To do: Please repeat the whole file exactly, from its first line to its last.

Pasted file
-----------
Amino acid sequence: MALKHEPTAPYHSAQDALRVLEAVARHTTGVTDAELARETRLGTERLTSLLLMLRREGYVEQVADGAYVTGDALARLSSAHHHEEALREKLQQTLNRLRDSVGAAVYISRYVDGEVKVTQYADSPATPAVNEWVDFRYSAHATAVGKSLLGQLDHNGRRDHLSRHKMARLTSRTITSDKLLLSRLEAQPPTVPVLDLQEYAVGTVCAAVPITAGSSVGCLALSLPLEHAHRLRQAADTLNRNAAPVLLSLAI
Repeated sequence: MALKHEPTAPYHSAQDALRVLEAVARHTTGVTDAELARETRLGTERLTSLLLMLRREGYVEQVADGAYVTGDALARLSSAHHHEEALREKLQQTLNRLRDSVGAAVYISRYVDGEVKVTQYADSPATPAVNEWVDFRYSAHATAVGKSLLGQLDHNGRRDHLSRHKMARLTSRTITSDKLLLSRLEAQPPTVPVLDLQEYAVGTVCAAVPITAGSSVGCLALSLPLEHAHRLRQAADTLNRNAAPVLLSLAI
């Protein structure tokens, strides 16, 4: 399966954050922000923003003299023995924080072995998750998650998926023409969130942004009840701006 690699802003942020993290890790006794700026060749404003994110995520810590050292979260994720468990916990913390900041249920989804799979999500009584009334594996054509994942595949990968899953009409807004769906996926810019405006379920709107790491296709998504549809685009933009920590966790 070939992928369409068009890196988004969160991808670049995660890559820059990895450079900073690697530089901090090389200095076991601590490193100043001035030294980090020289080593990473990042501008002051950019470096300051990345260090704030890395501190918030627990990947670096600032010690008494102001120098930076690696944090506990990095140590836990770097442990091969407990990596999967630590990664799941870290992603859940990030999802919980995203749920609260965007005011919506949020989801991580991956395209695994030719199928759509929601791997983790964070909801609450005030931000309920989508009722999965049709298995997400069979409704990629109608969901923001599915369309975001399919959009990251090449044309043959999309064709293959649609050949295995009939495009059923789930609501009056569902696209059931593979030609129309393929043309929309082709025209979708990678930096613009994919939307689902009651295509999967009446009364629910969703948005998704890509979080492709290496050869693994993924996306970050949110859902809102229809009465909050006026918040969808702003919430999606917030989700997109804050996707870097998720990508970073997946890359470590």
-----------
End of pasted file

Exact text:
Amino acid sequence: MALKHEPTAPYHSAQDALRVLEAVARHTTGVTDAELARETRLGTERLTSLLLMLRREGYVEQVADGAYVTGDALARLSSAHHHEEALREKLQQTLNRLRDSVGAAVYISRYVDGEVKVTQYADSPATPAVNEWVDFRYSAHATAVGKSLLGQLDHNGRRDHLSRHKMARLTSRTITSDKLLLSRLEAQPPTVPVLDLQEYAVGTVCAAVPITAGSSVGCLALSLPLEHAHRLRQAADTLNRNAAPVLLSLAI
Repeated sequence: MALKHEPTAPYHSAQDALRVLEAVARHTTGVTDAELARETRLGTERLTSLLLMLRREGYVEQVADGAYVTGDALARLSSAHHHEEALREKLQQTLNRLRDSVGAAVYISRYVDGEVKVTQYADSPATPAVNEWVDFRYSAHATAVGKSLLGQLDHNGRRDHLSRHKMARLTSRTITSDKLLLSRLEAQPPTVPVLDLQEYAVGTVCAAVPITAGSSVGCLALSLPLEHAHRLRQAADTLNRNAAPVLLSLAI
């Protein structure tokens, strides 16, 4: 399966954050922000923003003299023995924080072995998750998650998926023409969130942004009840701006 690699802003942020993290890790006794700026060749404003994110995520810590050292979260994720468990916990913390900041249920989804799979999500009584009334594996054509994942595949990968899953009409807004769906996926810019405006379920709107790491296709998504549809685009933009920590966790 070939992928369409068009890196988004969160991808670049995660890559820059990895450079900073690697530089901090090389200095076991601590490193100043001035030294980090020289080593990473990042501008002051950019470096300051990345260090704030890395501190918030627990990947670096600032010690008494102001120098930076690696944090506990990095140590836990770097442990091969407990990596999967630590990664799941870290992603859940990030999802919980995203749920609260965007005011919506949020989801991580991956395209695994030719199928759509929601791997983790964070909801609450005030931000309920989508009722999965049709298995997400069979409704990629109608969901923001599915369309975001399919959009990251090449044309043959999309064709293959649609050949295995009939495009059923789930609501009056569902696209059931593979030609129309393929043309929309082709025209979708990678930096613009994919939307689902009651295509999967009446009364629910969703948005998704890509979080492709290496050869693994993924996306970050949110859902809102229809009465909050006026918040969808702003919430999606917030989700997109804050996707870097998720990508970073997946890359470590």